This announcement includes Target-owned brands -- Archer Farms and Market Pantry -- as well as national brands. According to a press release, all salmon sold under Target-owned brands will now be wild-caught Alaskan salmon. Sushi featuring farm-raised salmon will be wild-caught salmon by the end of 2010. "In consultation with the Monterey Bay Aquarium, Target is taking this important step to ensure that its salmon offerings are sourced in a sustainable way that helps to preserve abundance, species health and doesn't harm local habitats," according to the release.This is awesome news. There are many environmental pitfalls to farming salmon, as well as damage it may do to your body. In a 2004 issue of Science Journal it stated that farmed salmon contains 10 times the PCBs than Alaskan salmon. PCBs are stored in the fat of the salmon and farmed salmon tend to be fatter. In case you don't know, PCBs (Polychlorinated biphenyls) used to be used as coolants and insulation fluids but were banned in 1979. Their effects on humans can range from Cancer, as well as a myriad of other negative health effects. Here is a link to the EPA's website discussing the heath effects of PCBs. And if this wasn't a good enough reason to shun farmed salmon, try the environmental effects. More from The Daily Green:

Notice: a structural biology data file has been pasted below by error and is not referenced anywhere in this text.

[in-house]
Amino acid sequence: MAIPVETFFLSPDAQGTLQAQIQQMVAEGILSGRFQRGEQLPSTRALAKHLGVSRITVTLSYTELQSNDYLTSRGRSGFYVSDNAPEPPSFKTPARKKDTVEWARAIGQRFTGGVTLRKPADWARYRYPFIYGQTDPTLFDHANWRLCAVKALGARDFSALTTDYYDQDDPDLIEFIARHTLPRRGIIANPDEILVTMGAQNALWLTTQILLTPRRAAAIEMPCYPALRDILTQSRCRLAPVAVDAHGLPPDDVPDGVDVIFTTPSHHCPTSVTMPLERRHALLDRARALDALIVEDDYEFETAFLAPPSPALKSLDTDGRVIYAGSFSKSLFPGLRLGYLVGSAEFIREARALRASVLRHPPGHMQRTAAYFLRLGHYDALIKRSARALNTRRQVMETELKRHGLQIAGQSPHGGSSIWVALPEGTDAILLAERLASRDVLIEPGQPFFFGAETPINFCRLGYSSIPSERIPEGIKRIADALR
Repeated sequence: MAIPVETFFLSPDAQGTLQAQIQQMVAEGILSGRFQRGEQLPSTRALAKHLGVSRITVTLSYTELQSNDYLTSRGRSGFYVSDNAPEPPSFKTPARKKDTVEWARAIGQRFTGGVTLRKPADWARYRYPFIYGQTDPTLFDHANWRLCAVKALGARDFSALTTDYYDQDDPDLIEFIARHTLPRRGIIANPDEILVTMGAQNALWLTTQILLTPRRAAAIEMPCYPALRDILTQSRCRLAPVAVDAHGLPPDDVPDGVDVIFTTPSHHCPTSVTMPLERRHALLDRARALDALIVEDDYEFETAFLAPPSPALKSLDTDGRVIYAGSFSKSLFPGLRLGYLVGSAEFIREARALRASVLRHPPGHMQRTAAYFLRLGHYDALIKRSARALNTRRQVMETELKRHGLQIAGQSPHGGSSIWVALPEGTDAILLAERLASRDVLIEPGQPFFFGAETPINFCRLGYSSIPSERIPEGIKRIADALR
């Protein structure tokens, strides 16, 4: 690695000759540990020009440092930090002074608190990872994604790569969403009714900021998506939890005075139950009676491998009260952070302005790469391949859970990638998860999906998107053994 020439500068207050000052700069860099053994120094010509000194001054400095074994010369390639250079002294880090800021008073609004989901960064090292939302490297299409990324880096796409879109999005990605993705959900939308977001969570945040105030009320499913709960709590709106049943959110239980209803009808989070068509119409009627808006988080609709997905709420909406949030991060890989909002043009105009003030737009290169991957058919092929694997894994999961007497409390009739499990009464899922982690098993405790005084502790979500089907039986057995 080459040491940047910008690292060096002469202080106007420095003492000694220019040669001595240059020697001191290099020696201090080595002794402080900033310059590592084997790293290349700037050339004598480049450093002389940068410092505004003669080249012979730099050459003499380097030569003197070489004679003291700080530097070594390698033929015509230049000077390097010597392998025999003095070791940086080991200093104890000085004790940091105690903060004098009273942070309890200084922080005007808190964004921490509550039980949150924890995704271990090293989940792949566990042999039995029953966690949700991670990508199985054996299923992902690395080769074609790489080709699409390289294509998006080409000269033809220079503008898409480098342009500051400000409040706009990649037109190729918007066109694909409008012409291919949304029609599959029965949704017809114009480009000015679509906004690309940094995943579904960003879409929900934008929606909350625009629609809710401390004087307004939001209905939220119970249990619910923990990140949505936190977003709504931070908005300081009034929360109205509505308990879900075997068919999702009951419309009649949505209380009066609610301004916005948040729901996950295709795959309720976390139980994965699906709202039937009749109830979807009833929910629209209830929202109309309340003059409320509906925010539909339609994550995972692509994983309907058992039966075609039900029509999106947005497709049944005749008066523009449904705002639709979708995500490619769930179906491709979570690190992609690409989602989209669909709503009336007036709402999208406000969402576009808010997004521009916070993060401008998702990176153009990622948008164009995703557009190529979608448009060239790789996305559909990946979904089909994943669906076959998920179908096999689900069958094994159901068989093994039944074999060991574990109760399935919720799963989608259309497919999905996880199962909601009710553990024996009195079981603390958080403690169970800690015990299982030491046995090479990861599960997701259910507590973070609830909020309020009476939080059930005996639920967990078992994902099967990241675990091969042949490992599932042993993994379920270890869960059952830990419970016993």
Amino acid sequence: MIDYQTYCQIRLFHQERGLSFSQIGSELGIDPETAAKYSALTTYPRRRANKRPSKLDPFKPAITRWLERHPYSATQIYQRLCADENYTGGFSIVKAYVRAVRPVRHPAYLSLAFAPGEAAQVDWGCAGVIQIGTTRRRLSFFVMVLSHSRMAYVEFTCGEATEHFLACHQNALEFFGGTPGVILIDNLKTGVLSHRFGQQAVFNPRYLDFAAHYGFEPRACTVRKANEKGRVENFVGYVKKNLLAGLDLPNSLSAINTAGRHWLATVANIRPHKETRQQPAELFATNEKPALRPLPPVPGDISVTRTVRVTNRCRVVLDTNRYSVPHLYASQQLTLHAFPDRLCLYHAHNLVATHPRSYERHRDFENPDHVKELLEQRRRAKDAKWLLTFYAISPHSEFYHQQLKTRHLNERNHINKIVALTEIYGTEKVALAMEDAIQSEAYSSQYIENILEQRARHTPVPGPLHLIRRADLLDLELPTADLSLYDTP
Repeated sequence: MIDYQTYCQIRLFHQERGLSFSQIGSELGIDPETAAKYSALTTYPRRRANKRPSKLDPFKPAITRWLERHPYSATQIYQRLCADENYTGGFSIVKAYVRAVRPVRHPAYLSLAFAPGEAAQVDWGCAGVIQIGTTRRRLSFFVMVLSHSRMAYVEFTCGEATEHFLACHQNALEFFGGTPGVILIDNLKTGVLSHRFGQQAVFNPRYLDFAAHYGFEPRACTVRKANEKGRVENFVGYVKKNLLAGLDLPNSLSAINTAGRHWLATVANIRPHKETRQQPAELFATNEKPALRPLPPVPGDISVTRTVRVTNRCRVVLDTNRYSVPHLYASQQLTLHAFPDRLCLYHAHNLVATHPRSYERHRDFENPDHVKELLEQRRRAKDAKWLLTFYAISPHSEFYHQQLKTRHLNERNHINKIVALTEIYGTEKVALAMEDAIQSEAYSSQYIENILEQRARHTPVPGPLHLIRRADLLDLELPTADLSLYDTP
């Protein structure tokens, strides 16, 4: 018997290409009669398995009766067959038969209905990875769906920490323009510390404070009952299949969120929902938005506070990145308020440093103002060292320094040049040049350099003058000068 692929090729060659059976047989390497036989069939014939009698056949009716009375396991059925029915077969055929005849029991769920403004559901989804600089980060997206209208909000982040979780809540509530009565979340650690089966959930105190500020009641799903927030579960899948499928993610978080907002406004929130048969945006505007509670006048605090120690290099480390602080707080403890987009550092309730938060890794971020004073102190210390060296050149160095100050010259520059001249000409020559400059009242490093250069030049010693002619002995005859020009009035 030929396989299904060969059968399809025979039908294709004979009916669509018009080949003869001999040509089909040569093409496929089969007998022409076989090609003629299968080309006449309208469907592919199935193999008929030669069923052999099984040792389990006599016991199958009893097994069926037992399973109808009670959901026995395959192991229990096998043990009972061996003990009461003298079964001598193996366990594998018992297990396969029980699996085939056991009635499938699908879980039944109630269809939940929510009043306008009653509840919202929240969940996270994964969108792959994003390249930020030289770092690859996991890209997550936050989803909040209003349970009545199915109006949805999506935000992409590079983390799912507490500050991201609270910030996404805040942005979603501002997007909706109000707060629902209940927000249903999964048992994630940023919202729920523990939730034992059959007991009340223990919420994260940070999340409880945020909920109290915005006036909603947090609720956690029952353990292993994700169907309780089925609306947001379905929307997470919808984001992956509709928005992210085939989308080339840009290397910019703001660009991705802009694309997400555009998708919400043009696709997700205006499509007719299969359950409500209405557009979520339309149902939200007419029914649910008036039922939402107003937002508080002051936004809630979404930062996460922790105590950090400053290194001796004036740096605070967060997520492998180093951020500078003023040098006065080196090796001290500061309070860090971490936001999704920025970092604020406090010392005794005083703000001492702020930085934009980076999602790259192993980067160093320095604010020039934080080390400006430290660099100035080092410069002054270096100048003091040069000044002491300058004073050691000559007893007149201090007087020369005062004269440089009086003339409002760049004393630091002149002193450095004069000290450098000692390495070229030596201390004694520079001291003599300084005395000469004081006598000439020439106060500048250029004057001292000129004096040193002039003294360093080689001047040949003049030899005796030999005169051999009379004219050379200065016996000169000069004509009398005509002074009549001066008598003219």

Many salmon farms have earned criticism for damaging fragile coastal areas, polluting waterways with waste and antibiotics and spreading parasites to native fish. Penned salmon also frequently escape, where they breed with wild populations and dilute their genesWild caught salmon also is better for you. There are more Omega-3's in wild salmon due to it's diet. Salmon is naturally red because of the crustaceans or other fish with small crustaceans in their digestive system that salmon eat. These crustaceans contain carotenoids which contain these Omega 3's. You are what you eat and so is the salmon. However, farmed salmon eat fish meal that have carotenoids added which dyes the fish red. Yummy.
So great job Target! Keep on going and prove that big business and environmental stewardship don't have to be mutually exclusive.